Traditional methods to evaluate the fit of a lens rely primarily on the pattern of fluorescein under the lens. For a soft contact lens, regular fluorescein cannot be used because of permanent staining of the lens surface.12
Evaluation is limited to subjective comfort, lens centration, lens movement, and surface wettability. However, it takes time to evaluate all these parameters. Importantly, these parameters do not provide enough information about the relationship between the lens and the ocular surface that may enable understanding of contact lens–induced complications and discomfort. The interaction between the ocular surface and the contact lens, especially around the lens edge, may play a significant role in lens comfort and in the health of the ocular surface. Characterization of soft contact lens edge fitting may enable understanding of the relationship between the lens properties and the ocular surface, leading to better lens design and improved ocular health. In the present study, we used UHR-OCT to characterize the fit of the lens edge by assessing the conjunctival buildup and the post-lens tear film gap. Evaluation by UHR-OCT may open a new era for objectively evaluating the lens fit to achieve the best possible match between the lens and the ocular surface.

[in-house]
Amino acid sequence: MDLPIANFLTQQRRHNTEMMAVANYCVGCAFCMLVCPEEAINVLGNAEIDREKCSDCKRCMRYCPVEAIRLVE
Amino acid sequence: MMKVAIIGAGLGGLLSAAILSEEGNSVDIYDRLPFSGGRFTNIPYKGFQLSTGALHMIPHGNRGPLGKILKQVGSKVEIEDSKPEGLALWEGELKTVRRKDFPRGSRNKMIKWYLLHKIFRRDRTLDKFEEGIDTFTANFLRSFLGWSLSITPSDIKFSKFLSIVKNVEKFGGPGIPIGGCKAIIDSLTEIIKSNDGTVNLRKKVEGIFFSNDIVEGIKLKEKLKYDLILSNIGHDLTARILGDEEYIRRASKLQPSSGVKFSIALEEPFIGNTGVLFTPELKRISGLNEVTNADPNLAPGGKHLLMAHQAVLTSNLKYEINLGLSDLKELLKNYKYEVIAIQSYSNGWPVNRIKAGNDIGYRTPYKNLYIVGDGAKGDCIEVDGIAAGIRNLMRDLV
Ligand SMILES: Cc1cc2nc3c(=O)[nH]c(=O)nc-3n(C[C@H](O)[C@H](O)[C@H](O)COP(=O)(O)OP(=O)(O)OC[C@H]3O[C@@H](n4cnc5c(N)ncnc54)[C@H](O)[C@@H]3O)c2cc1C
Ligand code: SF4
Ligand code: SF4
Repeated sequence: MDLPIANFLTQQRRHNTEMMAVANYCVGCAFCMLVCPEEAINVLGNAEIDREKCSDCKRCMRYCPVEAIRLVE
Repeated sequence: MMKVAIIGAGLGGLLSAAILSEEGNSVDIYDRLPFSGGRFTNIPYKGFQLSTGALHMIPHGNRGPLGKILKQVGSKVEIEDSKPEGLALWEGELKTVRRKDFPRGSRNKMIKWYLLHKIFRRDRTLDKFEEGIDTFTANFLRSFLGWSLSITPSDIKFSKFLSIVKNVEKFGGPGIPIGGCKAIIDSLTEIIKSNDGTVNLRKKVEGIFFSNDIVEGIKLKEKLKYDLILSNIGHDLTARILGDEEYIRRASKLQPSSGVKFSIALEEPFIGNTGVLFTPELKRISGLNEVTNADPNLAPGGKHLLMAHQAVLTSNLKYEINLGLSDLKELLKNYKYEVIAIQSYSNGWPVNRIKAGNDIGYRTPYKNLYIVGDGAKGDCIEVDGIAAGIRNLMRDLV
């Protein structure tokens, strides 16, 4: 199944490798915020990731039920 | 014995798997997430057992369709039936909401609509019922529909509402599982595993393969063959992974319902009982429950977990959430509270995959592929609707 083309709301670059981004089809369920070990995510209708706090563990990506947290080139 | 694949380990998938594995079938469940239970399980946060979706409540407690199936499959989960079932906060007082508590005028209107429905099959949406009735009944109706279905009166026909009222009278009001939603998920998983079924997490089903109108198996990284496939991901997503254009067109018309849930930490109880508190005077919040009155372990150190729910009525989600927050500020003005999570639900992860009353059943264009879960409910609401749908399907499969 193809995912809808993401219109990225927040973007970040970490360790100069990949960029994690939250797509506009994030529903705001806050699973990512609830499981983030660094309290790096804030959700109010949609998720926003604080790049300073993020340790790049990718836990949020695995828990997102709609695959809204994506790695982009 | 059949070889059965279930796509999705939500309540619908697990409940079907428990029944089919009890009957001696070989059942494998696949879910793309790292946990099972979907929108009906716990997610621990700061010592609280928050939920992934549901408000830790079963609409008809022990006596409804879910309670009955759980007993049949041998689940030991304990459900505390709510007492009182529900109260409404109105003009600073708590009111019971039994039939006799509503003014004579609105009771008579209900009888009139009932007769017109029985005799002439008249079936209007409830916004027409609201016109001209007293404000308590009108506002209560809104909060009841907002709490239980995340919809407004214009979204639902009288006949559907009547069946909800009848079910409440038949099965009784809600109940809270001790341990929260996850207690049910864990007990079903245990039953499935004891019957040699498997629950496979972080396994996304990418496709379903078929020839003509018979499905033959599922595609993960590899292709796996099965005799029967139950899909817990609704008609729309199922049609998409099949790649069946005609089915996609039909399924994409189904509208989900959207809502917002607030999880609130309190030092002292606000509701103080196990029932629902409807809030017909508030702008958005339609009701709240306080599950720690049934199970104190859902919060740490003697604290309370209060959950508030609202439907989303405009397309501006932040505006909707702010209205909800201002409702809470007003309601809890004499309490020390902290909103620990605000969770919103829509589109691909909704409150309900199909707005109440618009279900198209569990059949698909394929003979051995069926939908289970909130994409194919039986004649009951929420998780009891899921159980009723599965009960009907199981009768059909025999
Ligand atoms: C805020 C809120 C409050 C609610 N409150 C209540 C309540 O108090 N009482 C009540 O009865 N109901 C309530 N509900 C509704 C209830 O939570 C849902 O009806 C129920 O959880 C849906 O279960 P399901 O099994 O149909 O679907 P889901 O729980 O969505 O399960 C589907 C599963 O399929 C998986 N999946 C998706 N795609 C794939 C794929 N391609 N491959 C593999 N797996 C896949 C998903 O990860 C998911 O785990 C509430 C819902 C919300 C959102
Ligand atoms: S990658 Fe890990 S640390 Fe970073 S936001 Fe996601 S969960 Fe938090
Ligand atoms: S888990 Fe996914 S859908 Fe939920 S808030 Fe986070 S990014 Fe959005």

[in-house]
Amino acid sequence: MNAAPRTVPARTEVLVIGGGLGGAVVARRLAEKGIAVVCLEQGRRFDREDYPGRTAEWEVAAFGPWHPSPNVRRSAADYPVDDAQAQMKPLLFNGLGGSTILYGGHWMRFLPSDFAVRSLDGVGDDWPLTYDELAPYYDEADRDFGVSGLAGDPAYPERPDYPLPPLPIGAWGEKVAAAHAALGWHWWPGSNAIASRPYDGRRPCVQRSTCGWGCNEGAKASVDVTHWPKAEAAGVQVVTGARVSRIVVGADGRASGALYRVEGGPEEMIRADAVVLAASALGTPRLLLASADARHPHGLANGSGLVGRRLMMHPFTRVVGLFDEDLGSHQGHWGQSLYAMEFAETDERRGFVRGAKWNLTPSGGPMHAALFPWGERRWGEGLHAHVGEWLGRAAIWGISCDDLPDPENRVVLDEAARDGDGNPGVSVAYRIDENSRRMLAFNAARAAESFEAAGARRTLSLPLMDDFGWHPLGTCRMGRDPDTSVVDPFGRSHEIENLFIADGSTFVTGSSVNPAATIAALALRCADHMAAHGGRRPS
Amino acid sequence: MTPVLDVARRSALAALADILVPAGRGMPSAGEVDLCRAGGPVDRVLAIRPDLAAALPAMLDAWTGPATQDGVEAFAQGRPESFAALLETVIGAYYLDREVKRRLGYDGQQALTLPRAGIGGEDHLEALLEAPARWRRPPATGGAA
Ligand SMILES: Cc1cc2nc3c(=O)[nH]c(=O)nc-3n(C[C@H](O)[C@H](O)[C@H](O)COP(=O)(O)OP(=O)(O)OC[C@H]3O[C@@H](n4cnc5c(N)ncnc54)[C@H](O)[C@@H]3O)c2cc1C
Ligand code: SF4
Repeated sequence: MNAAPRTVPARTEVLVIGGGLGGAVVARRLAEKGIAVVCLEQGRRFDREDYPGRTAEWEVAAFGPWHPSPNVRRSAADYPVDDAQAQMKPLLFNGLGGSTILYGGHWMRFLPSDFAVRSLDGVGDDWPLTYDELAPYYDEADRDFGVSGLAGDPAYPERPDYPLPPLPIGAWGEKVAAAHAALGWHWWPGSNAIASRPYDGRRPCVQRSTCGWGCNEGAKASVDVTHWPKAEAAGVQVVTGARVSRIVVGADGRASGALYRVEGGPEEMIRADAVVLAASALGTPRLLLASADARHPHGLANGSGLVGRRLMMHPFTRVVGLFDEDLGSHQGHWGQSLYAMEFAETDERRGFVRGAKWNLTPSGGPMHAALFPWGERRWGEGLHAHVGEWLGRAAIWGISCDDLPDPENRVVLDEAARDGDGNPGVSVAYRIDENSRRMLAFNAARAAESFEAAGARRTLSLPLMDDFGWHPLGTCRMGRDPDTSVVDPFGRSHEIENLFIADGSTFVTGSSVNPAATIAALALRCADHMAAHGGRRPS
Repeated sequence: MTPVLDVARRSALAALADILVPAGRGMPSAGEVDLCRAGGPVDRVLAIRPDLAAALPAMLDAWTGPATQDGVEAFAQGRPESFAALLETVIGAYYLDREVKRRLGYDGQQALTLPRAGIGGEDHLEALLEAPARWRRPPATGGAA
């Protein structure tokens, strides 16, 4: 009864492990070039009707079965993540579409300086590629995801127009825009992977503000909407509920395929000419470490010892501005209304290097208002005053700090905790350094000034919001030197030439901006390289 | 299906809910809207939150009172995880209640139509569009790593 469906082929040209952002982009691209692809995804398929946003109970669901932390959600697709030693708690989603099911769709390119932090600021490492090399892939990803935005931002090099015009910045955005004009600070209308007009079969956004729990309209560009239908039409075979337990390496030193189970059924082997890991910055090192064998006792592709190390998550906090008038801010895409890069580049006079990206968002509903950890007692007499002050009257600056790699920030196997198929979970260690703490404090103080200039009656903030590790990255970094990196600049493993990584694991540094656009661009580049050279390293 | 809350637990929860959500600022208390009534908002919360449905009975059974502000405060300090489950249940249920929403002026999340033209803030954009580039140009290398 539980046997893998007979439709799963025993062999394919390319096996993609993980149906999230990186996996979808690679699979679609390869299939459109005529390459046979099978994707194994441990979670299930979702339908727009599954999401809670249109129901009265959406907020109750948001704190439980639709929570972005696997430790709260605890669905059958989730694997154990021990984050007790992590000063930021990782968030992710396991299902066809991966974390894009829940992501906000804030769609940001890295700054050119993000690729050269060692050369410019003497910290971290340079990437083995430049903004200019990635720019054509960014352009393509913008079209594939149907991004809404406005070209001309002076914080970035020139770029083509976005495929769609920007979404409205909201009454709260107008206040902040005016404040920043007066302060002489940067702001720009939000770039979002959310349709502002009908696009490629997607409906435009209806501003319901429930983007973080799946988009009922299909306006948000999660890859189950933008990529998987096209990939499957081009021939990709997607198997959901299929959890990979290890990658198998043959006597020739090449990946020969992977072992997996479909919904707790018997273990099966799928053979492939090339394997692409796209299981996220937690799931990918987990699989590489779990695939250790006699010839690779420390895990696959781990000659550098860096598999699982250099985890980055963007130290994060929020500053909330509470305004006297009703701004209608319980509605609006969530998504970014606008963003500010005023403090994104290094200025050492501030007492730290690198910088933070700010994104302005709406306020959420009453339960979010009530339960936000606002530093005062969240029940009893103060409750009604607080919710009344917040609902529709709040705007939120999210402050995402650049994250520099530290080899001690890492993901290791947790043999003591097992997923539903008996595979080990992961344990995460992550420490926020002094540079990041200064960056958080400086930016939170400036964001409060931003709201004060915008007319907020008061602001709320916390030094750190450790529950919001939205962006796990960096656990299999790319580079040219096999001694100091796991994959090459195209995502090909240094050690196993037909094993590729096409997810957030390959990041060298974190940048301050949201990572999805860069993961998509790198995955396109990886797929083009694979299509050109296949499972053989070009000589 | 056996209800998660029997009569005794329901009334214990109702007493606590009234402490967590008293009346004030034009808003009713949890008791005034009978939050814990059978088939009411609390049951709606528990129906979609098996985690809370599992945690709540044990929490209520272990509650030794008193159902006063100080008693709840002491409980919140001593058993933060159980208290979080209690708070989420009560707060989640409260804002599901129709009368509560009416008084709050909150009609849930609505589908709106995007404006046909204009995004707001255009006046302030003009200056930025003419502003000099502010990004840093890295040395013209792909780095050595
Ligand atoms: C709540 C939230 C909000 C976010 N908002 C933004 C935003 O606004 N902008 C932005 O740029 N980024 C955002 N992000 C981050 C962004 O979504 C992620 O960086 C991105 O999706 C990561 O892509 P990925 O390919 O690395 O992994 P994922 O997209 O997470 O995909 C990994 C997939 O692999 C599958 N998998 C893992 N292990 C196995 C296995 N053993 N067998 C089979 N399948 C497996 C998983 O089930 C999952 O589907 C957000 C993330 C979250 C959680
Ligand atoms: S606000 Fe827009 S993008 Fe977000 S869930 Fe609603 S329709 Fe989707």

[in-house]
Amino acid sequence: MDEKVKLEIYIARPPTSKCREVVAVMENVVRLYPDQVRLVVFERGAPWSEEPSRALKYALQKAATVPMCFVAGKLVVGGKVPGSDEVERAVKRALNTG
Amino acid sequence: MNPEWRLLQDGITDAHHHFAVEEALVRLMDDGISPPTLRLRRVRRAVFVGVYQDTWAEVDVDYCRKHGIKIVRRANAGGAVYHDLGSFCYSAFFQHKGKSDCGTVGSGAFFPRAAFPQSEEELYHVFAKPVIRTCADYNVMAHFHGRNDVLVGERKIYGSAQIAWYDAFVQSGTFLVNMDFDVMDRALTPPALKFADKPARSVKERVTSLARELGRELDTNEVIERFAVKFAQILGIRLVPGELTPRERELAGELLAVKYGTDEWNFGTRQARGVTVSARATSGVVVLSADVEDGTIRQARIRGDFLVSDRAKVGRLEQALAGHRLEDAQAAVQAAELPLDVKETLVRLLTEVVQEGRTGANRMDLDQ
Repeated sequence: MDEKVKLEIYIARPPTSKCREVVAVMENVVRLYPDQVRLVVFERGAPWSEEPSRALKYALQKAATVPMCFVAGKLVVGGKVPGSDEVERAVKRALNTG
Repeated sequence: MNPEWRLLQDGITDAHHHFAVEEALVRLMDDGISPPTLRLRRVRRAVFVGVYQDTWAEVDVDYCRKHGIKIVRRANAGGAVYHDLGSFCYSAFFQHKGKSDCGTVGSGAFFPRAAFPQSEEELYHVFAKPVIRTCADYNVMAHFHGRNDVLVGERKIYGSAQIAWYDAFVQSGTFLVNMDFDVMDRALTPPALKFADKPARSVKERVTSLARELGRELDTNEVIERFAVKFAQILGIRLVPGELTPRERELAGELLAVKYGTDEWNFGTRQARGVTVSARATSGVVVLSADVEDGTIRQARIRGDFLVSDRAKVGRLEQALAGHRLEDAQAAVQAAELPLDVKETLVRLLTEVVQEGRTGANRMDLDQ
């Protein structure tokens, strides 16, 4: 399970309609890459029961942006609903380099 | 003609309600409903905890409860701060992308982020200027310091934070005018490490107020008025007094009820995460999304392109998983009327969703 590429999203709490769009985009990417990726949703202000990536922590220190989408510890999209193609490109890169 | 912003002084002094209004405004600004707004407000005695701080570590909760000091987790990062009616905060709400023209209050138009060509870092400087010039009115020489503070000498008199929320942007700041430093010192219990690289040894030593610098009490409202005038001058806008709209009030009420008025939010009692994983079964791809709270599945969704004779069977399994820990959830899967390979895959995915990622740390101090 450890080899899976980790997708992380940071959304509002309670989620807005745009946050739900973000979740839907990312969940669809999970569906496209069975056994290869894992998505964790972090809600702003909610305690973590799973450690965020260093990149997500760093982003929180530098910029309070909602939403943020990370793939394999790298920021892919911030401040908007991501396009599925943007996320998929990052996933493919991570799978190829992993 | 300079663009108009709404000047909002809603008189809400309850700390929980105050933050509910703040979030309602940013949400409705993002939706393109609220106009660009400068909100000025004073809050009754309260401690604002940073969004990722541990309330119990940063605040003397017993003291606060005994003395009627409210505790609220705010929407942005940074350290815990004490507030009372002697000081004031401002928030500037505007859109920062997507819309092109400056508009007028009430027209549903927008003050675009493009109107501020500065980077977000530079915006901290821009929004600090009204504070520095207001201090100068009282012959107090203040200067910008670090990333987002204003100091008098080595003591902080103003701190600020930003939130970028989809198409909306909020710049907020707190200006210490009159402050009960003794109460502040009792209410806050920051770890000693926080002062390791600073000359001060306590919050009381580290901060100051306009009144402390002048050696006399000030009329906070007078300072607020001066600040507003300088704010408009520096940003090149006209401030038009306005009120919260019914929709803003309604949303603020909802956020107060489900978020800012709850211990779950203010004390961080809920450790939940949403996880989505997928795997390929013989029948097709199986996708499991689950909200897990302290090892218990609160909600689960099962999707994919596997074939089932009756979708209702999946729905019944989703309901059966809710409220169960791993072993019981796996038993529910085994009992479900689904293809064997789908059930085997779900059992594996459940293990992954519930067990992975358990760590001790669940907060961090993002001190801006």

Based on the in vitro eye model, the tip of the edge first touched the ocular surface, which could then induce changes in the lens to comply with the surface shape. The bending of the lens edge could then create another touch point on the cornea, inducing the second tear film gap that was evident in the in vivo UHR-OCT findings. Pressure in the post-lens tear film can be induced by the deformation of the contact lens to the shape of the ocular surface.13,14
If a lens does not match well with the ocular surface shape, localized pressure variations will occur, thus possibly inducing clinical consequences that depend on the magnitude and distribution of the pressure.13,14